Clockwork precision on the Tokyo subway
The vast train network that criss-crosses subterranean Tokyo can be a confusing and intimidating place for the uninitiated.
Dreary, utilitarian stations drone and chime with a stream of announcements, seemingly ignored by the mass of humanity that spills onto platforms or crams improbably into carriages.
It may not be pretty, but in a city where millions of commuters travel by train daily, it boasts the precision of a finely-crafted Swiss watch, keeping Tokyo moving - even if it means pushing hundreds of people into a single carriage at rush hour.
Huge banks of computing power link 13 lines and nearly 300 stations over 195 kilometres of track, putting one train on each line every two-to-three minutes at peak times.
Video: Tokyo's vast underground rail system might not be the prettiest in the world, but it is the busiest and almost certainly the most efficient
Subway officials say that Tokyo’s business culture and the value its people place on punctuality pushes them to achieve the kind of precision that foreign underground railways cannot easily replicate.
“The subway is an integral part of everyday life in Tokyo. This level of safety and punctuality is expected by our passengers,” said Shogo Kuwamura, a spokesman for Tokyo Metro.
The city actually has two public subway operators: Tokyo Metro and Toei Subway. Between them they carry nearly 10 million passengers daily.
Both systems operate in coordination with above-ground trains, which themselves link several hundred stations and ferry 26 million people around all corners of the sprawling megalopolis of Greater Tokyo, home to around 35 million people and the largest conurbation on Earth.
These layers of interconnecting rail systems make punctuality all the more important - a minor delay on one train can have a knock-on effect on another service, which in turn throws several more out of kilter, each one of them setting off its own ripple effect.
But when delays do occur - even as little as a minute - they are repeatedly announced to passengers along with humble apologies until normal service resumes.
Prolonged delays are fodder for local, if not national, news programmes, and see the train companies handing out cards to passengers that they can submit to their bosses as a reason they were late for work.
“If there is a delay, you have to catch up,” said driver Shunsaku Hagita, 27. “You apply your skills so that you can recover from delays.”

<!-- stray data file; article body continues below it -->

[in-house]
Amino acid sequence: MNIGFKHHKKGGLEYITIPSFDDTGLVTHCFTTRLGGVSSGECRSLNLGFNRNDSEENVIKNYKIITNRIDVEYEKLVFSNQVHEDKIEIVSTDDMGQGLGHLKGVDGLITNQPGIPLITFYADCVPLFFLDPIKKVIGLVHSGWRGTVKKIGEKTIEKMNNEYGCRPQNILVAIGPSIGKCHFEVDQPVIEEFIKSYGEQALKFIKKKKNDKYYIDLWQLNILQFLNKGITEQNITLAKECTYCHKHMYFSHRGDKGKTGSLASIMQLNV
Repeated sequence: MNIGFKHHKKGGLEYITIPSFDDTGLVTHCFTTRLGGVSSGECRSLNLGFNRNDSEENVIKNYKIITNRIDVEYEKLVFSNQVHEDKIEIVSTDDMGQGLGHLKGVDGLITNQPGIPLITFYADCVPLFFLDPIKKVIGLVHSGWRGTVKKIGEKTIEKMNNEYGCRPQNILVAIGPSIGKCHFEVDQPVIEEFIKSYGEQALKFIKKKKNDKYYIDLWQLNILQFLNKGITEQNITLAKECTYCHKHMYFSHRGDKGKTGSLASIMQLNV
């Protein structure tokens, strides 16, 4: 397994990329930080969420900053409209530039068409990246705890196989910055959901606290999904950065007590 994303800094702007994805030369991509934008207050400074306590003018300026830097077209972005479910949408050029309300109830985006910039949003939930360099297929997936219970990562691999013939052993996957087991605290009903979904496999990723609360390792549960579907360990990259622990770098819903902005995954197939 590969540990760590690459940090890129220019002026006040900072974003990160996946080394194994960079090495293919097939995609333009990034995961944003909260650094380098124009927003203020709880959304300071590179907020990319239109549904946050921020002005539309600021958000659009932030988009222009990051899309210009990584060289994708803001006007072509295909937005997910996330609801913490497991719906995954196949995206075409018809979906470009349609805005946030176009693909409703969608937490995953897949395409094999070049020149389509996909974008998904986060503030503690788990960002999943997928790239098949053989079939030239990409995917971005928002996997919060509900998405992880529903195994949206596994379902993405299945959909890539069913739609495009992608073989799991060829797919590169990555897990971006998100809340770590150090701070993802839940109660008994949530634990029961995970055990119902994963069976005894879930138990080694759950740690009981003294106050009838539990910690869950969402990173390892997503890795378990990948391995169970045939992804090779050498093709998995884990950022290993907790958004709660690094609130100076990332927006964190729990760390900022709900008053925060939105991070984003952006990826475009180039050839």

Subway trains are increasingly operated by computers and monitored by the central command centre to minimise the risk of human error, Hagita said.
Drivers sit in the cockpit essentially to provide human eyes to monitor the on-deck computers and to take action in emergency situations, he said. In the event of an earthquake warning, all trains automatically stop.
If a subway line is delayed, other trains in the affected area drop their speed slightly, to keep them in line and maintain the flow of passengers from station to station.
The method prevents waiting passengers overcrowding platforms and jamming into delayed trains when they arrive.
Drivers and platform attendants perform elaborate rituals at each station to demonstrate they are paying attention to subway safety.
In their cockpit, white-gloved drivers chant to themselves as they acknowledge and drive by safety signs in tunnels and to confirm readings on various onboard gauges.
Before signalling “safe to start” to drivers, conductors must raise their arms and point a finger to the closed doors, loudly demonstrating to onlookers they have checked the doors are safely shut.
For Japanese boys, the train driver sits alongside footballer, doctor and policeman as a dream job.
“I grew up watching train drivers do all that,” said Hagita. “There was nothing unnatural about this when I began working as a driver.
“When I get married and start a family, I want them to ride on my train,” he said.
The system played a proud part in Tokyo’s successful tilt at hosting the 2020 Olympic Games, with bid chiefs pointing out that the city’s “rail structure is one of the best in the world and continues to expand and develop.”
The culture of extreme punctuality might be difficult to export, but Tokyo Metro has shared its know-how with foreign counterparts who are trying to improve their systems at home.
A Chinese delegation came recently to learn how to minimise train noise through better maintenance work. An Egyptian firm asked about efficient methods to stock repair parts.
Tokyo Metro, which uses one of most energy-efficient subway trains in the world, is also helping Vietnam to launch a new subway system in Hanoi.
But for all their efficiency and punctuality, there is no getting away from the fact that Tokyo’s subways are a bit of a squeeze.
For Tokyo Metro, trains typically consist of up to 10 carriages that are designed to carry about 150 passengers each. During rush hour, train operators litreally push nearly 300 people into a single carriage, with briefcases and handbags squeezed in as doors slide shut.
While violent crimes are extremely rare - most drunkards are asleep - young women on packed trains complain about being groped.
Subways and many other commuter trains have designated women-only carriages during the busiest hours in the morning to give them an environment free of potential perverts.
Signs requesting mobile phones be silenced are adhered to, and train rides can be tranquil experiences in Tokyo - if you can find a seat.
“We are always considering ways to improve our system,” said Kuwamura.